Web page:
Forty-eight years ago, tens of thousands of what were dubbed “hippies” descended on the Haight-Ashbury neighborhood of San Francisco for a “summer of love.”
But that was then, and this is now.
The Haight has become a trendy, gentrified neighborhood, like many in the city, and a front in a sociopolitical war over soaring housing costs.
The San Francisco Bay Area and Los Angeles are two of the country’s tightest housing markets, driving rents and home prices through the roof.
Never miss a local story.
The situation’s most wrenching aspects are wholesale evictions of low- and moderate-income renters from apartments, some on flimsy pretexts of minor lease violations, so that new owners can charge much higher rents to more affluent tenants or convert units into high-priced condos.
Political and legal wars have erupted in both regions, and pressure is building on local officials to step in with tighter anti-eviction laws and on the Legislature to modify the Ellis Act, a three-decade-old state law that allows landlords to evict tenants to demolish units or convert them into condos.
The rent wars have already claimed one political casualty, Los Angeles developer Matthew Jacobs, who also is chairman of the California Housing Finance Agency, which supports low- and moderate-income housing.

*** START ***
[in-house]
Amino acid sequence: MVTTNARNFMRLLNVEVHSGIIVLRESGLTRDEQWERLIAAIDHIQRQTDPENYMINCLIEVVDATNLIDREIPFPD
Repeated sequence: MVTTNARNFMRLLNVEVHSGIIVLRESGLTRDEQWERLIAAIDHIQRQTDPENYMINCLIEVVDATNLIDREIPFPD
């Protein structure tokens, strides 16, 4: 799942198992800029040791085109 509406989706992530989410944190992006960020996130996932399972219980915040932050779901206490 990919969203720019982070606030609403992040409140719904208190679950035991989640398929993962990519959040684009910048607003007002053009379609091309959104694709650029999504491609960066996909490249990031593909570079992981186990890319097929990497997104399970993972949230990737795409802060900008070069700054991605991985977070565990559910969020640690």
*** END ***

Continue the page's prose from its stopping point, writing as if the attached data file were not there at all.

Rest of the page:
When Jacobs’ company told tenants of an apartment complex in the Beverly Grove neighborhood that they would be evicted under the Ellis Act so the property could be redeveloped into upscale residences, consumer groups demanded that he leave his state position. Jacobs soon announced that he would step down in September.
However, liberal San Francisco is seeing the bitterest political infighting as its Board of Supervisors (City Council) is pressed by tenant rights groups to crack down on “gotcha” evictions involving minor lease violations.
Small landlords said the proposed ordinance making it more difficult to evict tenants for cause could backfire, creating slumlike conditions and/or compelling them to sell out to large real estate corporations.
Sen. Mark Leno, D-San Francisco, has been pushing Ellis Act revisions to slow evictions, but his Senate Bill 364 was rejected in its first committee vote.
San Francisco is also the site of one of the most emotional landlord-tenant conflicts, involving a 104-unit Fillmore district apartment complex that was specifically constructed 50-plus years ago, sponsored by Third Baptist Church, for low-income residents.
Fredrick Douglass Haynes Gardens, named for a former pastor of the predominantly black church, is controlled by a nonprofit organization set up by the church.
But in recent months, the church and the landlord organization have feuded over control, and in July, the landlord listed the complex for sale, which would mean certain eviction for residents.
The listing agent told would-be buyers that its units, now rented for just hundreds of dollars a month to low-income residents, could bring a new owner $3,000 to $7,000 a month.
A lawsuit has been filed to block the sale, and local notables, such as former Mayor Willie Brown, have stepped up to protect low-income tenants.
The potential rents cited by the broker, however, are a telling hint of just how superheated the city’s housing market has become.